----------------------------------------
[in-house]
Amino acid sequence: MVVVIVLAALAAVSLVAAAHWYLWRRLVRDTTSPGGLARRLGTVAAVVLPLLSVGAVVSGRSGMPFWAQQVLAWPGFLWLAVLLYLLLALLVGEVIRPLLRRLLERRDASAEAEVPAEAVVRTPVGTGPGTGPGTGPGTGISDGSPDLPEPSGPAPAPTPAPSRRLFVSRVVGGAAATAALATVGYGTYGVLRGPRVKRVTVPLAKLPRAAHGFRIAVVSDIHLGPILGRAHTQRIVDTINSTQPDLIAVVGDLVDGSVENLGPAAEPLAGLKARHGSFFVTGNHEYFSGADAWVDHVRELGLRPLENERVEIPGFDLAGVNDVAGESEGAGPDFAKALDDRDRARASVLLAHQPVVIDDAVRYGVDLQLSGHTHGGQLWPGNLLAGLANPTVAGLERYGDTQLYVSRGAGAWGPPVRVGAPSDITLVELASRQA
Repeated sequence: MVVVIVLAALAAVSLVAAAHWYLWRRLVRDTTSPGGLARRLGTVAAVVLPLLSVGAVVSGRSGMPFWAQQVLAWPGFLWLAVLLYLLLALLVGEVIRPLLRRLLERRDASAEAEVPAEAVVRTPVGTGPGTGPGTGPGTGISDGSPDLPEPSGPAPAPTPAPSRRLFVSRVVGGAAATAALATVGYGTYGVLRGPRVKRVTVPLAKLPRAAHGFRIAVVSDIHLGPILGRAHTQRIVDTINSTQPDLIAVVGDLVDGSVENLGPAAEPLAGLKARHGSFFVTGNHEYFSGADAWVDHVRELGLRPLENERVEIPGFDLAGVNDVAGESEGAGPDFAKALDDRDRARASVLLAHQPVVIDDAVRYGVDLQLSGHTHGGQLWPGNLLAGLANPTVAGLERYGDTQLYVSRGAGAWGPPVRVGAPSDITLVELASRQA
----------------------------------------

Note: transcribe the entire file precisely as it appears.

[in-house]
Amino acid sequence: MVVVIVLAALAAVSLVAAAHWYLWRRLVRDTTSPGGLARRLGTVAAVVLPLLSVGAVVSGRSGMPFWAQQVLAWPGFLWLAVLLYLLLALLVGEVIRPLLRRLLERRDASAEAEVPAEAVVRTPVGTGPGTGPGTGPGTGISDGSPDLPEPSGPAPAPTPAPSRRLFVSRVVGGAAATAALATVGYGTYGVLRGPRVKRVTVPLAKLPRAAHGFRIAVVSDIHLGPILGRAHTQRIVDTINSTQPDLIAVVGDLVDGSVENLGPAAEPLAGLKARHGSFFVTGNHEYFSGADAWVDHVRELGLRPLENERVEIPGFDLAGVNDVAGESEGAGPDFAKALDDRDRARASVLLAHQPVVIDDAVRYGVDLQLSGHTHGGQLWPGNLLAGLANPTVAGLERYGDTQLYVSRGAGAWGPPVRVGAPSDITLVELASRQA
Repeated sequence: MVVVIVLAALAAVSLVAAAHWYLWRRLVRDTTSPGGLARRLGTVAAVVLPLLSVGAVVSGRSGMPFWAQQVLAWPGFLWLAVLLYLLLALLVGEVIRPLLRRLLERRDASAEAEVPAEAVVRTPVGTGPGTGPGTGPGTGISDGSPDLPEPSGPAPAPTPAPSRRLFVSRVVGGAAATAALATVGYGTYGVLRGPRVKRVTVPLAKLPRAAHGFRIAVVSDIHLGPILGRAHTQRIVDTINSTQPDLIAVVGDLVDGSVENLGPAAEPLAGLKARHGSFFVTGNHEYFSGADAWVDHVRELGLRPLENERVEIPGFDLAGVNDVAGESEGAGPDFAKALDDRDRARASVLLAHQPVVIDDAVRYGVDLQLSGHTHGGQLWPGNLLAGLANPTVAGLERYGDTQLYVSRGAGAWGPPVRVGAPSDITLVELASRQA